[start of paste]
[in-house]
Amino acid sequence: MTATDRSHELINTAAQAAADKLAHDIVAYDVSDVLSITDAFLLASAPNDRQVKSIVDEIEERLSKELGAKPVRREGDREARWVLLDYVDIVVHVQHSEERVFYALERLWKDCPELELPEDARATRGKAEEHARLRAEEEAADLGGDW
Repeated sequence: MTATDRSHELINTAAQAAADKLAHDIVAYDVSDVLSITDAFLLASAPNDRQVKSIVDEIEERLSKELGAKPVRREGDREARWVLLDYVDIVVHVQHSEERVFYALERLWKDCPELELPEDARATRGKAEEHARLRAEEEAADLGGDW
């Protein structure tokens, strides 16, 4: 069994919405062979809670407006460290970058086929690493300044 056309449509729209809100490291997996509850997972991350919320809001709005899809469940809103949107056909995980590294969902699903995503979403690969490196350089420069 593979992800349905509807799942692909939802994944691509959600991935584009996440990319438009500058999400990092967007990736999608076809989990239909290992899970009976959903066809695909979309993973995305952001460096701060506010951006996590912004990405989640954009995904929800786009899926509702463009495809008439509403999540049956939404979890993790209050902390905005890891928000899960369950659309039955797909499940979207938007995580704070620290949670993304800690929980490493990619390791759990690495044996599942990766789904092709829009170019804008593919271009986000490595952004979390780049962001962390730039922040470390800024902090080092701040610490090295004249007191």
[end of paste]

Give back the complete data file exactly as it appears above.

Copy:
[in-house]
Amino acid sequence: MTATDRSHELINTAAQAAADKLAHDIVAYDVSDVLSITDAFLLASAPNDRQVKSIVDEIEERLSKELGAKPVRREGDREARWVLLDYVDIVVHVQHSEERVFYALERLWKDCPELELPEDARATRGKAEEHARLRAEEEAADLGGDW
Repeated sequence: MTATDRSHELINTAAQAAADKLAHDIVAYDVSDVLSITDAFLLASAPNDRQVKSIVDEIEERLSKELGAKPVRREGDREARWVLLDYVDIVVHVQHSEERVFYALERLWKDCPELELPEDARATRGKAEEHARLRAEEEAADLGGDW
């Protein structure tokens, strides 16, 4: 069994919405062979809670407006460290970058086929690493300044 056309449509729209809100490291997996509850997972991350919320809001709005899809469940809103949107056909995980590294969902699903995503979403690969490196350089420069 593979992800349905509807799942692909939802994944691509959600991935584009996440990319438009500058999400990092967007990736999608076809989990239909290992899970009976959903066809695909979309993973995305952001460096701060506010951006996590912004990405989640954009995904929800786009899926509702463009495809008439509403999540049956939404979890993790209050902390905005890891928000899960369950659309039955797909499940979207938007995580704070620290949670993304800690929980490493990619390791759990690495044996599942990766789904092709829009170019804008593919271009986000490595952004979390780049962001962390730039922040470390800024902090080092701040610490090295004249007191």